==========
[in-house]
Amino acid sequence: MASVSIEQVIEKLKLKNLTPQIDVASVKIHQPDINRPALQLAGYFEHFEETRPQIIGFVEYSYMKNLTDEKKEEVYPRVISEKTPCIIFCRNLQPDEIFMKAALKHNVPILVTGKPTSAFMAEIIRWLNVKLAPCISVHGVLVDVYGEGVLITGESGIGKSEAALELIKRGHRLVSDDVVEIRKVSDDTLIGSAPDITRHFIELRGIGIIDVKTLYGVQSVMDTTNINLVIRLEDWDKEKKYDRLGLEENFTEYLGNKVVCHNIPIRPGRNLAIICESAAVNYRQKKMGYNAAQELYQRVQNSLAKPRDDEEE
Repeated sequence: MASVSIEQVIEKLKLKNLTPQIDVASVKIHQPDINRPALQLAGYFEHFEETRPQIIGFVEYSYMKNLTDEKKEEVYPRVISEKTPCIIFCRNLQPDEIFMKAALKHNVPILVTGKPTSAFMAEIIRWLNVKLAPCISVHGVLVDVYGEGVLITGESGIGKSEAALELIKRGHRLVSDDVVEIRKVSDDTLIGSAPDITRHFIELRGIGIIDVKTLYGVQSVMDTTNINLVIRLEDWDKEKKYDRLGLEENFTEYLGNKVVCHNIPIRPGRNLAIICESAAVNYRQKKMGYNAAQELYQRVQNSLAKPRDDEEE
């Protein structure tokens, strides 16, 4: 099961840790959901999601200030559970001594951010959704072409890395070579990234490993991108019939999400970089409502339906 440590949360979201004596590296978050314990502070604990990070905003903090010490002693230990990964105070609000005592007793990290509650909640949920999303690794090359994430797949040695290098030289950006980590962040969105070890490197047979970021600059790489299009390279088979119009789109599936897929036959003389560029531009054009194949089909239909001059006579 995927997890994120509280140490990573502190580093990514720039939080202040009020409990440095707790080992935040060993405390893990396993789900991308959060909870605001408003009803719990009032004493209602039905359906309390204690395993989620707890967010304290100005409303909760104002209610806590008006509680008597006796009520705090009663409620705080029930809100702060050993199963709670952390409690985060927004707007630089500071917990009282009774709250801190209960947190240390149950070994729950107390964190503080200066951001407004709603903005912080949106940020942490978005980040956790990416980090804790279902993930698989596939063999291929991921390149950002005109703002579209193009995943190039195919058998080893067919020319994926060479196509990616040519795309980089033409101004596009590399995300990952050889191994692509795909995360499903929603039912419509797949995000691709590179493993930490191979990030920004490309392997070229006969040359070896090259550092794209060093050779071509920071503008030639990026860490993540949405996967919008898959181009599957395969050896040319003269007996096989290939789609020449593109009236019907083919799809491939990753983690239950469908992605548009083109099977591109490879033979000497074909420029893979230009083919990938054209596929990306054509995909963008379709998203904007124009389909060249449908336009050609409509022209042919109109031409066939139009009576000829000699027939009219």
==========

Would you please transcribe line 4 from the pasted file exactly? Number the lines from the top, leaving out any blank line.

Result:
């Protein structure tokens, strides 16, 4: 099961840790959901999601200030559970001594951010959704072409890395070579990234490993991108019939999400970089409502339906 440590949360979201004596590296978050314990502070604990990070905003903090010490002693230990990964105070609000005592007793990290509650909640949920999303690794090359994430797949040695290098030289950006980590962040969105070890490197047979970021600059790489299009390279088979119009789109599936897929036959003389560029531009054009194949089909239909001059006579 995927997890994120509280140490990573502190580093990514720039939080202040009020409990440095707790080992935040060993405390893990396993789900991308959060909870605001408003009803719990009032004493209602039905359906309390204690395993989620707890967010304290100005409303909760104002209610806590008006509680008597006796009520705090009663409620705080029930809100702060050993199963709670952390409690985060927004707007630089500071917990009282009774709250801190209960947190240390149950070994729950107390964190503080200066951001407004709603903005912080949106940020942490978005980040956790990416980090804790279902993930698989596939063999291929991921390149950002005109703002579209193009995943190039195919058998080893067919020319994926060479196509990616040519795309980089033409101004596009590399995300990952050889191994692509795909995360499903929603039912419509797949995000691709590179493993930490191979990030920004490309392997070229006969040359070896090259550092794209060093050779071509920071503008030639990026860490993540949405996967919008898959181009599957395969050896040319003269007996096989290939789609020449593109009236019907083919799809491939990753983690239950469908992605548009083109099977591109490879033979000497074909420029893979230009083919990938054209596929990306054509995909963008379709998203904007124009389909060249449908336009050609409509022209042919109109031409066939139009009576000829000699027939009219």